Doctors had believed that the increased risk of heart disease and lung cancer returned to zero after about 10 years, but the new research casts doubt on this. It found the effects on arteries may be cumulative and that even passive smoking may cause permanent damage.
American researchers who studied almost 11,000 middle-aged adults found that atherosclerosis - thickening of the arteries - was 50 per cent worse in smokers than in non-smokers, as expected. However, it was also 25 per cent worse in past smokers than in people who had never smoked, suggesting a persistent effect of smoking.
The arteries were thickest in those who had smoked most for longest and their thickness was less strongly linked with whether they were current or past smokers. The scientists used ultrasound to measure by how much the walls of the carotid artery thickened over a three-year period.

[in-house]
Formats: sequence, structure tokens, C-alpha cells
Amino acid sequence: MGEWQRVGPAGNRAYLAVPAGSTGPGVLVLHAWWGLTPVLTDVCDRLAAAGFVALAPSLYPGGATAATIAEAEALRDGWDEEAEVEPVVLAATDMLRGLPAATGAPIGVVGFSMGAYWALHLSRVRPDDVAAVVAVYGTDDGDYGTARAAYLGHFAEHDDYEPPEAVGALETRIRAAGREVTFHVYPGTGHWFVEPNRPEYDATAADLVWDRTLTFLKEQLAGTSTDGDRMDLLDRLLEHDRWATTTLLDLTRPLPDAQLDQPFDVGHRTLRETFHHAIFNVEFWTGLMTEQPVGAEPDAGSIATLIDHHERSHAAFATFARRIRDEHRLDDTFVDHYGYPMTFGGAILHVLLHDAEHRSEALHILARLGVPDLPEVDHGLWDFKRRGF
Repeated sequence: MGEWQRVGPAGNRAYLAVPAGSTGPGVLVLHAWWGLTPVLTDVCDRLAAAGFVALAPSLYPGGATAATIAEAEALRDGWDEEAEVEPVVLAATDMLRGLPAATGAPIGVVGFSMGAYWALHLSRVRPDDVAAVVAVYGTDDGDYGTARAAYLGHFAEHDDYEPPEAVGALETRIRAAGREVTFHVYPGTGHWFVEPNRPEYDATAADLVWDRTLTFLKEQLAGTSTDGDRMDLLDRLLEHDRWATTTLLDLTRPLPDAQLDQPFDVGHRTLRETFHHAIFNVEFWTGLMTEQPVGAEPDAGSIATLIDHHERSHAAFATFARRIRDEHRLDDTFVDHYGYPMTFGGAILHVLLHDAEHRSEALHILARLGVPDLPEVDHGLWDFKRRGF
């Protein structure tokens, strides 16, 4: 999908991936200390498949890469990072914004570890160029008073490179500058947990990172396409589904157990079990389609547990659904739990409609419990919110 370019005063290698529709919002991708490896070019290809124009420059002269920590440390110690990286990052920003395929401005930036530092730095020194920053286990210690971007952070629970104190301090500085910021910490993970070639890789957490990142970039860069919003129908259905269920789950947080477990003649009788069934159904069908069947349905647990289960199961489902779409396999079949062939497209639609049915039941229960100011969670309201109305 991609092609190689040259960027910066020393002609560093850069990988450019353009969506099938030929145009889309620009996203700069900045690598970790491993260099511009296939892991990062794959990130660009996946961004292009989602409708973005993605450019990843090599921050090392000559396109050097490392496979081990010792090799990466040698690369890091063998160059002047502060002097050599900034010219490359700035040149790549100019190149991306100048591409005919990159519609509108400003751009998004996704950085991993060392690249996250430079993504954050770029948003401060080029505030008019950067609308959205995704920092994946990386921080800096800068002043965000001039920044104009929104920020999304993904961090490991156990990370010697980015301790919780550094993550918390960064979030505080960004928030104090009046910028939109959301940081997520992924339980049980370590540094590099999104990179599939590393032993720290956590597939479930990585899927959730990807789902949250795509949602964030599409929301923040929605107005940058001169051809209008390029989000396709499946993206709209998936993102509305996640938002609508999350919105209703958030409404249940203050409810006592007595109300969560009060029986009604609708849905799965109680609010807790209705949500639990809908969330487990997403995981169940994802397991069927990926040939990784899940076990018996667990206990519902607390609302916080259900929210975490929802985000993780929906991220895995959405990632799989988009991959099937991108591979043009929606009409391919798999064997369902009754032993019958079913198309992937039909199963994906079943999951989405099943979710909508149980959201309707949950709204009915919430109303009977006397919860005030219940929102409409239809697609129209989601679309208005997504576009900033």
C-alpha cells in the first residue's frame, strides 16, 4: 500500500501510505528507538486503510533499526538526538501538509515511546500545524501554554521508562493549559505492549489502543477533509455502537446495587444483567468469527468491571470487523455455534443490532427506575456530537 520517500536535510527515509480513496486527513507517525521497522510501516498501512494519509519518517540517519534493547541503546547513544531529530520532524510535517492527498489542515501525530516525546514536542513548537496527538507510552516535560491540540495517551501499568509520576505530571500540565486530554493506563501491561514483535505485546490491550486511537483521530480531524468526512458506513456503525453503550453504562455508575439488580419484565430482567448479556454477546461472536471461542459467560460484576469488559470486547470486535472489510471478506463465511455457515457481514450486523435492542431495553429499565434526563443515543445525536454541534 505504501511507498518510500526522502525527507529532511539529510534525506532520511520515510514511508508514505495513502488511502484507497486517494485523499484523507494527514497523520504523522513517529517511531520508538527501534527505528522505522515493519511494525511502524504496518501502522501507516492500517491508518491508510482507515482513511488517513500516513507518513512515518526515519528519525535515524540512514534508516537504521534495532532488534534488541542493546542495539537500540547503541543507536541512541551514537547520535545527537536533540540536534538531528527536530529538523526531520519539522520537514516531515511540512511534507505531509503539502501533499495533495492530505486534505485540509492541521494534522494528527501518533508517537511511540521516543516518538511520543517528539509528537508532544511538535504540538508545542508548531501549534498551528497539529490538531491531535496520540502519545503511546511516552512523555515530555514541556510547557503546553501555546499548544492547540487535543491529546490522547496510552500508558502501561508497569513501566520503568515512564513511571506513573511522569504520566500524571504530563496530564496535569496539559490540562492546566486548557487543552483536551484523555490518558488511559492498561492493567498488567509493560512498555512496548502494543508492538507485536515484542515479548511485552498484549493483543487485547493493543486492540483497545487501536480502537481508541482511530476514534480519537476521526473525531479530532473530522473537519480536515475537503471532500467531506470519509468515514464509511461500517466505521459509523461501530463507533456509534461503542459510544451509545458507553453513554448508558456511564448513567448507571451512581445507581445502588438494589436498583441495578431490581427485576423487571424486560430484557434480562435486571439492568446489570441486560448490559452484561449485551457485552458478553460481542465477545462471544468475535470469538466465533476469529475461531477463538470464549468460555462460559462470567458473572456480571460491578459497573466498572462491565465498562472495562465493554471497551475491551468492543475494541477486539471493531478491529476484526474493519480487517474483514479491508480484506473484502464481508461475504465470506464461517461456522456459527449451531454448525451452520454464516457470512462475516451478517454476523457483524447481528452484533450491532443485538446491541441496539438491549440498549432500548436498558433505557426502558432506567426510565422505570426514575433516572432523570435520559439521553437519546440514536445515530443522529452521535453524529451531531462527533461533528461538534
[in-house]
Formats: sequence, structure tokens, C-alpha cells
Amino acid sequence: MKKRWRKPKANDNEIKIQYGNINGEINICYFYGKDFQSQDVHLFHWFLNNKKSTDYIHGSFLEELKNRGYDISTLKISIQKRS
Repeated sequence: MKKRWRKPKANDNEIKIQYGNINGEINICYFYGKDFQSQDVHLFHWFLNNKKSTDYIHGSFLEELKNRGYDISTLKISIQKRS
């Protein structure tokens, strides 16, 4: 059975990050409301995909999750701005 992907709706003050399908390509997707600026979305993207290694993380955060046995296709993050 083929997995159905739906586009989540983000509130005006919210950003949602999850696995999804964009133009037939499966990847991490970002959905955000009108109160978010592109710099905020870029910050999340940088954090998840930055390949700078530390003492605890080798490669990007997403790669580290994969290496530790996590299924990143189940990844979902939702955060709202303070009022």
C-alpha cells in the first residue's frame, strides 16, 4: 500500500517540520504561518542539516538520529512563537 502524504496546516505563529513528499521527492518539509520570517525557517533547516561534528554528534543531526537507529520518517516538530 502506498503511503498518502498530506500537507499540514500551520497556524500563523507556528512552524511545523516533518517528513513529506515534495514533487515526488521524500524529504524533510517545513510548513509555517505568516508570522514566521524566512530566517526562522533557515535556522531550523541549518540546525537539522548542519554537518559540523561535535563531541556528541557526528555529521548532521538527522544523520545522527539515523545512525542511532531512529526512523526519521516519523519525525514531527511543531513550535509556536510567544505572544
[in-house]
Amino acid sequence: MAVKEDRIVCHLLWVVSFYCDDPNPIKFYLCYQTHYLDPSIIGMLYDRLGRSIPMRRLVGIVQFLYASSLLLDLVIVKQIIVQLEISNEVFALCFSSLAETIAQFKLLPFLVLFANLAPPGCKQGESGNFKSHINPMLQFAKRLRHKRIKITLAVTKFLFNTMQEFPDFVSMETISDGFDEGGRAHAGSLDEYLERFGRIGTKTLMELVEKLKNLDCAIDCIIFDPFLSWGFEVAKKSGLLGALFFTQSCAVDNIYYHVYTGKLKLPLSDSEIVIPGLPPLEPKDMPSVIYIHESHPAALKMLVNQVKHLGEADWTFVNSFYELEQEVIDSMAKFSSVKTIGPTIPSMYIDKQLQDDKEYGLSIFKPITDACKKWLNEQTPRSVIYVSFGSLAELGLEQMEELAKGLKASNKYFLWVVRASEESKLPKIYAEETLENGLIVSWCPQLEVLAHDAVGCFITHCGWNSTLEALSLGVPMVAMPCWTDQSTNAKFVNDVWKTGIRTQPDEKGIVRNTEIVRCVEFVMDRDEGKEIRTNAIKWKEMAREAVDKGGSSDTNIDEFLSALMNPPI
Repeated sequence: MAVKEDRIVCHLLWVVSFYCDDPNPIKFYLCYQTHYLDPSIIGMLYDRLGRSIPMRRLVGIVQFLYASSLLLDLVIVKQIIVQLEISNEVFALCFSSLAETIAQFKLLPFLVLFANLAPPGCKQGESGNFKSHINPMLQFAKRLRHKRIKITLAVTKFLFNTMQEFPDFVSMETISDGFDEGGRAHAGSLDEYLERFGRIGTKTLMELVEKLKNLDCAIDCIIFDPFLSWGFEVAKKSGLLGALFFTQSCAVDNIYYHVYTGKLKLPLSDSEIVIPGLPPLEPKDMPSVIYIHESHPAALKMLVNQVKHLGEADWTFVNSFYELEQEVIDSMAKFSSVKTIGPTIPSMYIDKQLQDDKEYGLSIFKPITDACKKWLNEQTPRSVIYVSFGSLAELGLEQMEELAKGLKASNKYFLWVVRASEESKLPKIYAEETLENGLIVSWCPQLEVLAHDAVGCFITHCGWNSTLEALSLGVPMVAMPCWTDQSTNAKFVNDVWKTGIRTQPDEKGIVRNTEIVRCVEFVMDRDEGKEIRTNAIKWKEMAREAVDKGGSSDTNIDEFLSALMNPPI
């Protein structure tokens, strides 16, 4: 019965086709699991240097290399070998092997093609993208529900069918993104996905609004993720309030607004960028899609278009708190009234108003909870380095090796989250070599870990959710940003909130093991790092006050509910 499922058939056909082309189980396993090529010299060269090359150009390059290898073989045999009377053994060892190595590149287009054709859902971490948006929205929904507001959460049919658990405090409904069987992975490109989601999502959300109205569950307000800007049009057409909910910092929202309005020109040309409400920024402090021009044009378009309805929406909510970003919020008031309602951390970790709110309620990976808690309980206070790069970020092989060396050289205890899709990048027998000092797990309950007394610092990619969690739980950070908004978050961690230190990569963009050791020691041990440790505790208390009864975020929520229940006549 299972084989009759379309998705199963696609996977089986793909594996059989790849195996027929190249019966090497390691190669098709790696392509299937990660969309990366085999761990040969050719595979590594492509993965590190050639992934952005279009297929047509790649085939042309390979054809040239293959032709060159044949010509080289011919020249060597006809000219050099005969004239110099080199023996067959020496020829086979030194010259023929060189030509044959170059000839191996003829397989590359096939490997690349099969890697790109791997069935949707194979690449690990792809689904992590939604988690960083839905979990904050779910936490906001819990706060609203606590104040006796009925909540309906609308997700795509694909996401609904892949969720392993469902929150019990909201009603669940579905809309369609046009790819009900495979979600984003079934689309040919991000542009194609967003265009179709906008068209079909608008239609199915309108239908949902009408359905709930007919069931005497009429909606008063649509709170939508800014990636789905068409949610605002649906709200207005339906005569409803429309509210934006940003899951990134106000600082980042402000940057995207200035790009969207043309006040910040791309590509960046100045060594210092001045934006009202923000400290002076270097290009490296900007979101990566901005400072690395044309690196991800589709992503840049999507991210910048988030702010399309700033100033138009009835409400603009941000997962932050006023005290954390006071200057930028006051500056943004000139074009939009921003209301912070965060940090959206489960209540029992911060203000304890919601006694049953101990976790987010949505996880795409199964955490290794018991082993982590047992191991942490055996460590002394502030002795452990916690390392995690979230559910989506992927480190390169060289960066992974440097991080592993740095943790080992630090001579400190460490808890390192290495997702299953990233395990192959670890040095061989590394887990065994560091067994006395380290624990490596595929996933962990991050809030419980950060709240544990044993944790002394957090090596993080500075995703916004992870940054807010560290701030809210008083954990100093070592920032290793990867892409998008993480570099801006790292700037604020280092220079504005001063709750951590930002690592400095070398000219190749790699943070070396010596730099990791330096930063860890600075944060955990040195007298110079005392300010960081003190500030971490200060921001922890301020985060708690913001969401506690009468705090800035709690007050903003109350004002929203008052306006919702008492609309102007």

The study - conducted by researchers at Wake Forest University, North Carolina, and published in the Journal of the American Medical Association - also found a "surprisingly large" correlation between passive smoking and atherosclerosis. In those exposed to other people's smoke for at least one hour a week thickening of the arteries was 20 per cent worse than in those who breathed clean air.
The British Heart Foundation said smokers should not use the findings as an excuse not to give up. A spokesman said: "There are physical changes that occur when you give up that makes stopping smoking a very important issue for preventing heart disease and arteriosclerosis. Nobody has ever said arteries heal themselves up when you stop smoking. What this research says is that they carry on thickening, but the process does slow down."
- Jeremy Laurance
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